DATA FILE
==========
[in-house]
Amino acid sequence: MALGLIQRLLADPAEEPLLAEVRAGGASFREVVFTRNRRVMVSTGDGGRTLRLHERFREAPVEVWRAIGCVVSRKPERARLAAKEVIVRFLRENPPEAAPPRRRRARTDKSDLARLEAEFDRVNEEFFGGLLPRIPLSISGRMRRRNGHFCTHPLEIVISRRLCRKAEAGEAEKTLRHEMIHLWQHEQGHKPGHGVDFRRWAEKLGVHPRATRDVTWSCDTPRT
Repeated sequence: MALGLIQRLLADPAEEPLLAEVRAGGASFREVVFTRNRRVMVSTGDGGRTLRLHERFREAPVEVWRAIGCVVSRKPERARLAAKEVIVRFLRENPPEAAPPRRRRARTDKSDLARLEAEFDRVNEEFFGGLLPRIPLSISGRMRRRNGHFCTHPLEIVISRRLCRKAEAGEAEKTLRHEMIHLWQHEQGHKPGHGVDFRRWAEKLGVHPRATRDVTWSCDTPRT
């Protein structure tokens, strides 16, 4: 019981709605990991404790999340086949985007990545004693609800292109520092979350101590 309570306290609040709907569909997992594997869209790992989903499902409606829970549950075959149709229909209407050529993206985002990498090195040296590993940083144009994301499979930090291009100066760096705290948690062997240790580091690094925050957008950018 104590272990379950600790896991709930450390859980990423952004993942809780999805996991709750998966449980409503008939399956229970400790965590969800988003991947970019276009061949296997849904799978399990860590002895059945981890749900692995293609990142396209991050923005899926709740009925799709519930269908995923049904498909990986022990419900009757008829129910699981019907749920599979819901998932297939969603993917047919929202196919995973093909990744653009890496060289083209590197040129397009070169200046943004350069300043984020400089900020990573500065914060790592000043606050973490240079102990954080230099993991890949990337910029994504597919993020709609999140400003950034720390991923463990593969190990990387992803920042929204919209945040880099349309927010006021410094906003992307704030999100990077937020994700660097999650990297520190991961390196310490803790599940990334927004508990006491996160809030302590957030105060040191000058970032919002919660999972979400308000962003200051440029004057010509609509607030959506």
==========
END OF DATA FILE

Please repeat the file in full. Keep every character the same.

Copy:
[in-house]
Amino acid sequence: MALGLIQRLLADPAEEPLLAEVRAGGASFREVVFTRNRRVMVSTGDGGRTLRLHERFREAPVEVWRAIGCVVSRKPERARLAAKEVIVRFLRENPPEAAPPRRRRARTDKSDLARLEAEFDRVNEEFFGGLLPRIPLSISGRMRRRNGHFCTHPLEIVISRRLCRKAEAGEAEKTLRHEMIHLWQHEQGHKPGHGVDFRRWAEKLGVHPRATRDVTWSCDTPRT
Repeated sequence: MALGLIQRLLADPAEEPLLAEVRAGGASFREVVFTRNRRVMVSTGDGGRTLRLHERFREAPVEVWRAIGCVVSRKPERARLAAKEVIVRFLRENPPEAAPPRRRRARTDKSDLARLEAEFDRVNEEFFGGLLPRIPLSISGRMRRRNGHFCTHPLEIVISRRLCRKAEAGEAEKTLRHEMIHLWQHEQGHKPGHGVDFRRWAEKLGVHPRATRDVTWSCDTPRT
């Protein structure tokens, strides 16, 4: 019981709605990991404790999340086949985007990545004693609800292109520092979350101590 309570306290609040709907569909997992594997869209790992989903499902409606829970549950075959149709229909209407050529993206985002990498090195040296590993940083144009994301499979930090291009100066760096705290948690062997240790580091690094925050957008950018 104590272990379950600790896991709930450390859980990423952004993942809780999805996991709750998966449980409503008939399956229970400790965590969800988003991947970019276009061949296997849904799978399990860590002895059945981890749900692995293609990142396209991050923005899926709740009925799709519930269908995923049904498909990986022990419900009757008829129910699981019907749920599979819901998932297939969603993917047919929202196919995973093909990744653009890496060289083209590197040129397009070169200046943004350069300043984020400089900020990573500065914060790592000043606050973490240079102990954080230099993991890949990337910029994504597919993020709609999140400003950034720390991923463990593969190990990387992803920042929204919209945040880099349309927010006021410094906003992307704030999100990077937020994700660097999650990297520190991961390196310490803790599940990334927004508990006491996160809030302590957030105060040191000058970032919002919660999972979400308000962003200051440029004057010509609509607030959506």